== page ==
The Jimi Hendrix Experience played a gig at the Bag O’Nails club on 25th November 1966, after which, Jimi remarked, “Britain is really groovy”- not a surprising observation considering the club backs onto the ultra-hip Carnaby Street.
At another Bag O’Nails gig on 11th January 1967, Paul McCartney and Ringo Starr were in the audience… it was the first time they’d seen Jimi play live and, naturally, they were entranced.
Later that year, Paul McCartney met his future wife, Linda at the club.
Blaises Club (now gone) 121 Queen’s Gate SW7
Located in the basement of the now demolished Imperial Hotel, Blaises (named after the cartoon character, Modesty Blaise) was a cramped, sweaty club which, according to Melody Maker journalist, Chris Welch, was a venue, “where musicians, agents, managers and writers allowed themselves to be deafened whilst imbibing quantities of alcohol.”
Jimi Hendrix appeared here on 21st December 1966 which led to one of first rave reviews: “Jimi has great stage presence and an exceptional guitar technique which involved playing with teeth on occasions and no hands at all on others!” (tricks which he’d learnt from old timers whilst on the US circuit).
Pink Floyd were another big name to appear at Blaises and the club can be seen in the cult 1967 film, The Sorcerers (in which Boris Karloff uses hypnosis to seriously mess up one cool cat’s mind!)
Please click below to view a clip of the Blaises club in its heyday:
34 Montague Square, W1
During the 1960s, the basement of this rather grand address was leased by Ringo Starr.
Consequently, the home has numerous connections with The Beatles– the song, ‘Eleanor Rigby‘ was developed here for example and in 1968 the racy cover for John Lennon and Yoko Ono’s, Two Virgins album was snapped on the premises.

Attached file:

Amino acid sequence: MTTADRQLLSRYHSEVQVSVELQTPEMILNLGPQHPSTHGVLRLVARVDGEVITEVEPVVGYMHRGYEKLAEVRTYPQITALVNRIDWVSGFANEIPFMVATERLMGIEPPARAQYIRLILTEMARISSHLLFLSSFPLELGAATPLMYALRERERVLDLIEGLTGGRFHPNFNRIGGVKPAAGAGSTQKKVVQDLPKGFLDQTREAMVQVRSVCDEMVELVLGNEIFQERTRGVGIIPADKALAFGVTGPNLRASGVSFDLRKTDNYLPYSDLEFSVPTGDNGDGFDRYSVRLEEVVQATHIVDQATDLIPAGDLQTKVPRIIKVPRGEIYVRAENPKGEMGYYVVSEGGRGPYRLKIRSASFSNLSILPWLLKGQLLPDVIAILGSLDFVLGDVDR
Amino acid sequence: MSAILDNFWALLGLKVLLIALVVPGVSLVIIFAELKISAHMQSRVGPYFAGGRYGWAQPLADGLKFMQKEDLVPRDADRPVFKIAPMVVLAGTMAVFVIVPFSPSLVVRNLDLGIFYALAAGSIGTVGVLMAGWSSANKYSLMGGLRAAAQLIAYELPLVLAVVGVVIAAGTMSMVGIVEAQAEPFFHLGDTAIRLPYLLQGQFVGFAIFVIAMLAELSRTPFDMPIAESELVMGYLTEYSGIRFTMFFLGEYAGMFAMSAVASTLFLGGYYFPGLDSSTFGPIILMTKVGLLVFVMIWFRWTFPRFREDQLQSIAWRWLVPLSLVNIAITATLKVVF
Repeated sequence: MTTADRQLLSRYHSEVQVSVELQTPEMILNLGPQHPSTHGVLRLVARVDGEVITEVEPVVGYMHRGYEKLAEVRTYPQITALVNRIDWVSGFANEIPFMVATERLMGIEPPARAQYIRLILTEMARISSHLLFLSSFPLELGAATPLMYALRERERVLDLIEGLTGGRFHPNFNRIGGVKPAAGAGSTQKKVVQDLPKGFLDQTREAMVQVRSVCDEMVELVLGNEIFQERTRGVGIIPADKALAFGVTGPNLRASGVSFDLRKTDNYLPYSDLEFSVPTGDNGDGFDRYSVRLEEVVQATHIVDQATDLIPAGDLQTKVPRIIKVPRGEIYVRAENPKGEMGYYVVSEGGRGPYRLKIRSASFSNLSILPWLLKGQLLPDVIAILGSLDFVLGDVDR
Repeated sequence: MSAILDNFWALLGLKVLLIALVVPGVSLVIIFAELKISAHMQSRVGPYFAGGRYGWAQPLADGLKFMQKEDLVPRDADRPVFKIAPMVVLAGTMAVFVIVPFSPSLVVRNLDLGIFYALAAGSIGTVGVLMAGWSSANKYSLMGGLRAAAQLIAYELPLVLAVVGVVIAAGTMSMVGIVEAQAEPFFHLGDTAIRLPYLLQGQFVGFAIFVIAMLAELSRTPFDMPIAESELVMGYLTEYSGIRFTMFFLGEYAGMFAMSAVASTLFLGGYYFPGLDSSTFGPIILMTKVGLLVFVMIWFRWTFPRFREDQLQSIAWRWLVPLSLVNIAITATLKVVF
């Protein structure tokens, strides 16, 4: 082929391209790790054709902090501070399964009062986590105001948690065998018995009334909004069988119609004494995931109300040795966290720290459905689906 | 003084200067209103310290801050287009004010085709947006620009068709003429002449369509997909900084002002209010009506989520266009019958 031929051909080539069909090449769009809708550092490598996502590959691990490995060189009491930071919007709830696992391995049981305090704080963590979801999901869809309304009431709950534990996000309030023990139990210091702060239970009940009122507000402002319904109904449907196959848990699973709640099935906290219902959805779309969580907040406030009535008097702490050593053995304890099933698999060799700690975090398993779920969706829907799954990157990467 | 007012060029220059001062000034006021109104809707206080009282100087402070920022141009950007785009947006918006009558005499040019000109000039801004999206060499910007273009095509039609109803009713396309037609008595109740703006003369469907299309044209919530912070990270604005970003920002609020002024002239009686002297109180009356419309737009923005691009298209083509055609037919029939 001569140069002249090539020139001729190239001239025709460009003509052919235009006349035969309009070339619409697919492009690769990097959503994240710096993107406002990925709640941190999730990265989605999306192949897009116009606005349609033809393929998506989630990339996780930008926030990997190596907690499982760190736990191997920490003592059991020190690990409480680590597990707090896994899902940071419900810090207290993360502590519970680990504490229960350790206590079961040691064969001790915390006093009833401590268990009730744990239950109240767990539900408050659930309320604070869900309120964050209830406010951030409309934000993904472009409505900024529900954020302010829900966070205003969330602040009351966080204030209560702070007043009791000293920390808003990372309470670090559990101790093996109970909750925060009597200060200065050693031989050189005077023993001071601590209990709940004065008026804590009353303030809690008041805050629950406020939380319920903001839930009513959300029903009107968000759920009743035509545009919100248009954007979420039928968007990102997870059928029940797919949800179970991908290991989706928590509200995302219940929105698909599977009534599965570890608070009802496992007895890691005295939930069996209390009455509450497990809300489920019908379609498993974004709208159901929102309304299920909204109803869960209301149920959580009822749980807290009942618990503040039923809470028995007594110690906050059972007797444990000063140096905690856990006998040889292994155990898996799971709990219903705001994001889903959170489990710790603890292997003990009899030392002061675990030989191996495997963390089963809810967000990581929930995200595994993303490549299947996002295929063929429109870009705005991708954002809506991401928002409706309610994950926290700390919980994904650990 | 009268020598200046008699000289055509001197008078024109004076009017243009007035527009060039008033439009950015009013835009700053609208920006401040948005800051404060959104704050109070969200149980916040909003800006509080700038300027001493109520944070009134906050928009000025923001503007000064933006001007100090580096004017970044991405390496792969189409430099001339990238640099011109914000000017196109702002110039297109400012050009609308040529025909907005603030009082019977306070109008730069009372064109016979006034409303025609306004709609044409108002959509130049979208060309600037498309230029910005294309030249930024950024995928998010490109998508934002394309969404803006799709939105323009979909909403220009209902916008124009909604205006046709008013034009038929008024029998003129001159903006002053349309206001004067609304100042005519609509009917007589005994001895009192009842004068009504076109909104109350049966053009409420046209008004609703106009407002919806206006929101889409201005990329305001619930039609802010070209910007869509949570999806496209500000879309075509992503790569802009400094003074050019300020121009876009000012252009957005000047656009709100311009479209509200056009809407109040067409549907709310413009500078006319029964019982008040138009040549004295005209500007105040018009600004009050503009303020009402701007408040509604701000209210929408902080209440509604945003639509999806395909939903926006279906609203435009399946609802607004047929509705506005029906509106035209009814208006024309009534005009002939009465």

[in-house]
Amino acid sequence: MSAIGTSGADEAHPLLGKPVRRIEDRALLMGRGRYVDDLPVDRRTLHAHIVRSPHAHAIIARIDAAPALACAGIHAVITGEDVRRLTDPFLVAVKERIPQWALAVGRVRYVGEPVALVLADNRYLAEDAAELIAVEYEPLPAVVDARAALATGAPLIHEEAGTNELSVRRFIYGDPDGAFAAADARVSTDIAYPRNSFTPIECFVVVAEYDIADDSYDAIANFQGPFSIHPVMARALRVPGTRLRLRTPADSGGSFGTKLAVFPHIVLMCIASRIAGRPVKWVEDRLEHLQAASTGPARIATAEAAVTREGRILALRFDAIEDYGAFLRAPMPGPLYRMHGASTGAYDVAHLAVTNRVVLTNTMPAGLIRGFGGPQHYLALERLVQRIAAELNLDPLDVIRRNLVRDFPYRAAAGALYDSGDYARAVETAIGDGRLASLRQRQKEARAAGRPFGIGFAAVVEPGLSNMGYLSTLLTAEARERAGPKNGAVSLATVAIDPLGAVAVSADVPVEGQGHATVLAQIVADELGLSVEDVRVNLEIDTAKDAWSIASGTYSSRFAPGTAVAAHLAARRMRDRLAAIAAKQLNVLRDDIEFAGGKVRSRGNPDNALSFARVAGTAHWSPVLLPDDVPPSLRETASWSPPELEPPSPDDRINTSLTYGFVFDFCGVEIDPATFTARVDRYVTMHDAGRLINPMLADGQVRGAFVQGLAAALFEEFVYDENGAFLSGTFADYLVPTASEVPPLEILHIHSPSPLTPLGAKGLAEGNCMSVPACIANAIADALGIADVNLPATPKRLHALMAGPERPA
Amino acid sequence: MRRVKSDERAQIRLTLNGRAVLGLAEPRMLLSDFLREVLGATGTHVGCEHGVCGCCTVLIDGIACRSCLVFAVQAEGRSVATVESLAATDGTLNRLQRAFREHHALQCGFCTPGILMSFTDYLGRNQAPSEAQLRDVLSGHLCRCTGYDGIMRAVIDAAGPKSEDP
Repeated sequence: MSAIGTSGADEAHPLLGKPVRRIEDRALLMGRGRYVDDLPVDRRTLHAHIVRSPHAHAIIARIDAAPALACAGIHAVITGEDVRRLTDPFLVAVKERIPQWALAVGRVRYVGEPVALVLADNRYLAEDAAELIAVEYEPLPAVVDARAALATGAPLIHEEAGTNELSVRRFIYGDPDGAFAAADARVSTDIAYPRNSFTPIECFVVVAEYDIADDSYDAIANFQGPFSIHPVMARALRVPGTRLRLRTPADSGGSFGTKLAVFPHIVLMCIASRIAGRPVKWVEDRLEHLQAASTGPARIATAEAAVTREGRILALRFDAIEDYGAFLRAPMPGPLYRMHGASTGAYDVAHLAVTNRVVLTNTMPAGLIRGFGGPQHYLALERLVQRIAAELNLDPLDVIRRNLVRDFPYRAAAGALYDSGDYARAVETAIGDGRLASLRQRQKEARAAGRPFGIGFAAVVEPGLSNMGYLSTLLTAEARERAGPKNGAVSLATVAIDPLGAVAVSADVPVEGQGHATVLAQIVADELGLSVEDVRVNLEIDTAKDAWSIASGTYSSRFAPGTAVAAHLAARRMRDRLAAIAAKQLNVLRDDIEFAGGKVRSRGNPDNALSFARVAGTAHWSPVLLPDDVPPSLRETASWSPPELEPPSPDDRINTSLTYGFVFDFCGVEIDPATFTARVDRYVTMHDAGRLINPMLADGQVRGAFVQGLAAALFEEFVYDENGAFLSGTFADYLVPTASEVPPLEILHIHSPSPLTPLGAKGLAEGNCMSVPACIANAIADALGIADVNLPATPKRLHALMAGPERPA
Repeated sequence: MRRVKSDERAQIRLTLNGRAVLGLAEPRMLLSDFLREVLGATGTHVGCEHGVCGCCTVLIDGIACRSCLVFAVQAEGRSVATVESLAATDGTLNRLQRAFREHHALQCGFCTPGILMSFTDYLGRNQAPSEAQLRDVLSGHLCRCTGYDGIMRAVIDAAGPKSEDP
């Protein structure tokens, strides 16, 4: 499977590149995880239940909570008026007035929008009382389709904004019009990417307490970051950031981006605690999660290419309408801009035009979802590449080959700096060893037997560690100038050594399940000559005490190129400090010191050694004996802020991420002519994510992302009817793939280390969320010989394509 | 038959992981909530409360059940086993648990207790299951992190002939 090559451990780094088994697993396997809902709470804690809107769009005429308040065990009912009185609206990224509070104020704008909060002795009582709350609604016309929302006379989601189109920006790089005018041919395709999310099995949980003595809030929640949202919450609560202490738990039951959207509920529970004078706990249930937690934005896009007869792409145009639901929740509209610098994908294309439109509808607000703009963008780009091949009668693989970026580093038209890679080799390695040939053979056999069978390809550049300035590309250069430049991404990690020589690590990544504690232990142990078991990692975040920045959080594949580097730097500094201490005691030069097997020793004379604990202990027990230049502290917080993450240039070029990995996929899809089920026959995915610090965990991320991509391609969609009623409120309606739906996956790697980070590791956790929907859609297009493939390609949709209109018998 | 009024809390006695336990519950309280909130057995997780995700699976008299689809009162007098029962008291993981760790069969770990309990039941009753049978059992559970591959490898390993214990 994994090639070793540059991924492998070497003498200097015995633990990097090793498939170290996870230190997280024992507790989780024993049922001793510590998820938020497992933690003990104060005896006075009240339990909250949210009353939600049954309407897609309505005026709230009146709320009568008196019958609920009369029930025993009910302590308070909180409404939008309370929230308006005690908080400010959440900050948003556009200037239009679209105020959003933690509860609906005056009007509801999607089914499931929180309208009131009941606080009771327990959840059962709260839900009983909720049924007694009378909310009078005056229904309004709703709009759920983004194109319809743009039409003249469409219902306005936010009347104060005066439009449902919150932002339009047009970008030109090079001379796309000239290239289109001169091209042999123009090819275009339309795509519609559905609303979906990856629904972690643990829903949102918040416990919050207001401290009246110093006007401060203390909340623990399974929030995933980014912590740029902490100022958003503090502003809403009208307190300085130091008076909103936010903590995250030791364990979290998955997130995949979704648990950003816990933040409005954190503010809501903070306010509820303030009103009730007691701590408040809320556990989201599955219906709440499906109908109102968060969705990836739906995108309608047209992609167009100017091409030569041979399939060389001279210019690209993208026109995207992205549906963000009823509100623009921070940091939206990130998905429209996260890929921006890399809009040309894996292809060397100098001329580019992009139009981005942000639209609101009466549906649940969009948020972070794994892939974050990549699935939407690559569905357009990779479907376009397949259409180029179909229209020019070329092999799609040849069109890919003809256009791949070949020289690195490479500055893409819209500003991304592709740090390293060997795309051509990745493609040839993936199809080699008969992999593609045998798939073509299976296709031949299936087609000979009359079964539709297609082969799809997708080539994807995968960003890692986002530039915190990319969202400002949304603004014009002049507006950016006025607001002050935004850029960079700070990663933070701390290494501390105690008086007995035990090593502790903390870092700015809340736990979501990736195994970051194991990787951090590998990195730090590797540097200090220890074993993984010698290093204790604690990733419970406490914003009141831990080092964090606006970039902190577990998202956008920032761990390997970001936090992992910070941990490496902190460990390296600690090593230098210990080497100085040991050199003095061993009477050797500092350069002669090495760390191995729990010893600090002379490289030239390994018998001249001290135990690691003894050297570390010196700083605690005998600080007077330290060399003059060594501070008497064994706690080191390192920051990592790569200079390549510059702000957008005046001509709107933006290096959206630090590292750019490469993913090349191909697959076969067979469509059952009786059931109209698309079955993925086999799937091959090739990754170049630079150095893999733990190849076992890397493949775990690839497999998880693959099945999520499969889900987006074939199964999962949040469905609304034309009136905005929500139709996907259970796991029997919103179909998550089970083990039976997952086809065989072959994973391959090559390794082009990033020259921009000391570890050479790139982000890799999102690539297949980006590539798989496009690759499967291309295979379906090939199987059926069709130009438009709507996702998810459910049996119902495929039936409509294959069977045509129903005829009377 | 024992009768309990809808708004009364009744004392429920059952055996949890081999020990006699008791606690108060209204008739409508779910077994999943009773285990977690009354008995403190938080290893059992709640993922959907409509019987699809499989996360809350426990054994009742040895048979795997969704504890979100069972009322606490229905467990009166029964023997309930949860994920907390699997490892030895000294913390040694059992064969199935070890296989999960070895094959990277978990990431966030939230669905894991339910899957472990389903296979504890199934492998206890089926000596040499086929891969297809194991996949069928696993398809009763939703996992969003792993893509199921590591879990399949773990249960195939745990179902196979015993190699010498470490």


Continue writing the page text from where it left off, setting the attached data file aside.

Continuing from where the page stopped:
Jimi Hendrix rented the basement from Ringo between December 1966 and March 1967, moving in with his girlfriend, Kathy Etchingham. Whilst at the address, Jimi composed ‘The Wind Cries Mary’.
Unfortunately Ringo had no option but to evict Jimi Hendrix when the guitarist, whilst under the influence of LSD, splashed paint all over the walls…
One of the most iconic photographs of Jimi was taken just across the road on Montagu Place outside the Swedish embassy. Sadly, the original street sign has since been removed.
Lime Grove Studios (now gone), W12
Between 1940 and 1991, Lime Grove in Shepherd’s bush was home to a BBC studio where many classic shows including Top of the Pops, Blue Peter, Doctor Who and a 1954 adaptation of George Orwell’s, 1984 (performed live and starring Peter Cushing) were filmed.
The Jimi Hendrix Experience filmed their first appearance for Top of the Pops here on 29th December 1966 with a performance of ‘Hey Joe’. Their next shoot took place on 30th March 1967– and can be viewed below.
Sadly, Lime Grove studios were demolished in 1993 and a modern housing development now occupies the site.
The Upper Cut Club (now gone), 1-39 Woodgrange Road, E7
Out beyond Stratford and past the former 2012 Olympic Park, this is probably the furthest east Jimi Hendrix ever ventured whilst in London!
Based in Forest Gate, the Upper Cut Club was in business for just one year between 1966 and 1967. Despite its short span, the club shone bright playing host to such greats as The Who, Otis Redding, Sam and Dave, Prince Buster, Ben. E. King and Nina Simone.
The Jimi Hendrix Experience appeared at the Upper Cut on Boxing Day, 1966…and it was here, whilst resting in the club’s dressing room, that Jimi penned Purple Haze, one of his most definitive hits.
A simple plaque now marks the site.
The Speakeasy Club (now gone), 48 Margaret Street, W1
Opened in 1966 a short distance from the bustle of Oxford Circus, the Speakeasy modelled itself on the illegal drinking dens which flourished during the era of American prohibition.
Visitors entered and signed in via a fake undertaker’s parlour… and were then permitted to enter the main club through a false wardrobe door! Inside, a menacing portrait of Al Capone loomed over the patrons.
This was one of Jimi Hendrix’s favourite London clubs and he could often be spotted hanging out with friends here.
Jimi’s first Speakeasy gig took place in February 1967… and it was here that he cheekily tried to chat up Mick Jagger’s then girlfriend, Marianne Faithful!